Concluding comments

Indigenous initiatives in health promotion have led to the establishment of partnerships and networks and increased methods of disseminating health promotion information. Developments in Indigenous health promotion have also included input from Indigenous people into the planning and implementation of projects, a focus on training, the production of Indigenous specific resources and increased representation at conferences. The need for Indigenous specific health promotion techniques has been clearly identified and the quest for best practice continues.

References

  1. World Health Organization (1986) Ottawa Charter for Health Promotion. Paper presented at the International Conference on Health Promotion,. , Ottawa:
  2. Green LW, Kreuter MW (1999) Health promotion planning: an educational and ecological approach. 3rd ed. Mountain View, CA: Mayfield Publications
  3. National Health and Medical Research Council (1997) Promoting the health of Aboriginal and Torres Strait Island Communities: case studies and principles of good practice. Canberra: National Health and Medical Research Council
  4. National Aboriginal Health Strategy Working Party (1989) A national Aboriginal health strategy. Canberra: Department of Aboriginal Affairs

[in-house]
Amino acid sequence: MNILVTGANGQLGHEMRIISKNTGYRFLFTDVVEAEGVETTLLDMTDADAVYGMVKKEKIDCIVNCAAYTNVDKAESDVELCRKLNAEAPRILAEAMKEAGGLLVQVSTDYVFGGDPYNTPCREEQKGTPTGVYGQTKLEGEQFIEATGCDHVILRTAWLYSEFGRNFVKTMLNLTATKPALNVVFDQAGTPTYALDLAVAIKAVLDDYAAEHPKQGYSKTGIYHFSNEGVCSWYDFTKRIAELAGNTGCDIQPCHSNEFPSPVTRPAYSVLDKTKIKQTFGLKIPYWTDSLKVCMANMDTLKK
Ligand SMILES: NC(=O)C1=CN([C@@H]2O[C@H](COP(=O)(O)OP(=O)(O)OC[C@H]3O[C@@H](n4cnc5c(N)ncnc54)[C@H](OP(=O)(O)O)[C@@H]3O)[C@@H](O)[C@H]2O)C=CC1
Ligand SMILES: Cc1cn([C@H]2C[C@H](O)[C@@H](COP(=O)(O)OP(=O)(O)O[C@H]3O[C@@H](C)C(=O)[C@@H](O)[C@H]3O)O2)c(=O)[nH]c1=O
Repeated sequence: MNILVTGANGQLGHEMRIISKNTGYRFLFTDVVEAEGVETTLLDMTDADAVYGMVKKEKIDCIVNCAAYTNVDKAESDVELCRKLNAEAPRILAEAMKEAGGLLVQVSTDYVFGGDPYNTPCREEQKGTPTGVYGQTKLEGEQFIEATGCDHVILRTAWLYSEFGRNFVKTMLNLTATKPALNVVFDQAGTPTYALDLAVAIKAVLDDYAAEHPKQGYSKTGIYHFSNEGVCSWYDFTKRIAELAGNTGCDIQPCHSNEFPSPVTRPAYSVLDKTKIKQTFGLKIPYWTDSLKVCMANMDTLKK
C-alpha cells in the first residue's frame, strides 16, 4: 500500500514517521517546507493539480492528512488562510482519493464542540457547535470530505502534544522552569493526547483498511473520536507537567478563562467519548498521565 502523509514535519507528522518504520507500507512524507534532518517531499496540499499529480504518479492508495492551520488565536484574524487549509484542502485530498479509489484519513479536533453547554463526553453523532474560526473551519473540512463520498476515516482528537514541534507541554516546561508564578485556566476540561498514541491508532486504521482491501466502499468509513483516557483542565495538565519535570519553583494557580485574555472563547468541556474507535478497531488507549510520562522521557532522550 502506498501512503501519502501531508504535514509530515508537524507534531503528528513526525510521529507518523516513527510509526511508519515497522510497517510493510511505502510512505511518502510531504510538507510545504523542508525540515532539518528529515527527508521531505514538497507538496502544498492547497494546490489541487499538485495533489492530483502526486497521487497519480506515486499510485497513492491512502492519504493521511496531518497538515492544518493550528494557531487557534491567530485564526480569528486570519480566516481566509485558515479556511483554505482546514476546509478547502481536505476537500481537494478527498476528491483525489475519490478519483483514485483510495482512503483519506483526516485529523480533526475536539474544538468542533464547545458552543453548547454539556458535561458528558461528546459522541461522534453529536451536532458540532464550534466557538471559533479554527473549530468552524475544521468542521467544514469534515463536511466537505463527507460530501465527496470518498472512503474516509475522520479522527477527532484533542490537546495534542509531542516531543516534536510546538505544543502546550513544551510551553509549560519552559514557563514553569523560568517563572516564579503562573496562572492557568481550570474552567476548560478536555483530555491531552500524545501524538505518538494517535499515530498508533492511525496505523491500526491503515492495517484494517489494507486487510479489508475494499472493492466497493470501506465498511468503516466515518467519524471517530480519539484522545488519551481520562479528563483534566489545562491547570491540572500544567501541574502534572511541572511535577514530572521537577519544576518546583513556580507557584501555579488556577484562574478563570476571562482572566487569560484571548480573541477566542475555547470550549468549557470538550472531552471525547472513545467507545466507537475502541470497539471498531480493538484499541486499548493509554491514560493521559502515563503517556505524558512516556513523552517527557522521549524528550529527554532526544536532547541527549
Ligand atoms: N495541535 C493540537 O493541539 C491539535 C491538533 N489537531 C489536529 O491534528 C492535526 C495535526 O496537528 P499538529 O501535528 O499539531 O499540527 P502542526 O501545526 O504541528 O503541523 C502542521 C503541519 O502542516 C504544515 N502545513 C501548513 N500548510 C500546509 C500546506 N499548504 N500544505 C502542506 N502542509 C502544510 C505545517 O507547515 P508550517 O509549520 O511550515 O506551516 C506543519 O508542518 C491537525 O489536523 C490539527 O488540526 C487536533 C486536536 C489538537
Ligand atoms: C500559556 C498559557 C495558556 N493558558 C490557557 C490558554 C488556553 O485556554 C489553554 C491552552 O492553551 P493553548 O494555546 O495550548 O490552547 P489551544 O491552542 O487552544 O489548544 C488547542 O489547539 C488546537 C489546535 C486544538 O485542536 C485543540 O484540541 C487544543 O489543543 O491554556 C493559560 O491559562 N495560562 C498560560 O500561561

5. McLennan V, Khavarpour F (2004) Culturally appropriate health promotion: its meaning and application in Aboriginal communities. Health Promotion Journal of Australia; 15(3): 237-239
  6. Saggers S, Gray D (1991) Aboriginal health and society: the traditional and contemporary Aboriginal struggle for better health. North Sydney: Allen and Unwin
  7. National Aboriginal and Torres Strait Islander Health Council (2003) National strategic framework for Aboriginal and Torres Strait Islander health: context. Canberra: National Aboriginal and Torres Strait Islander Health
  8. Burns J, Thomson N, Brooks J, Burrow S, Kirov E, McGougan B, Valenti A (2002) Describing an iceberg from a glimpse of its tip: a summary of the literature on achievements in Aboriginal and Torres Strait Islander health. Perth: Australian Indigenous HealthInfoNet
  9. Curtin Indigenous Research Centre, Centre for Educational Research and Evaluation Consortium, Jojara & Associates (2000) Training re-visions: a national review of Aboriginal and Torres Strait Islander health worker training. Perth: Curtin Indigenous Research Centre with Centre for Educational Research and Evaluation Consortium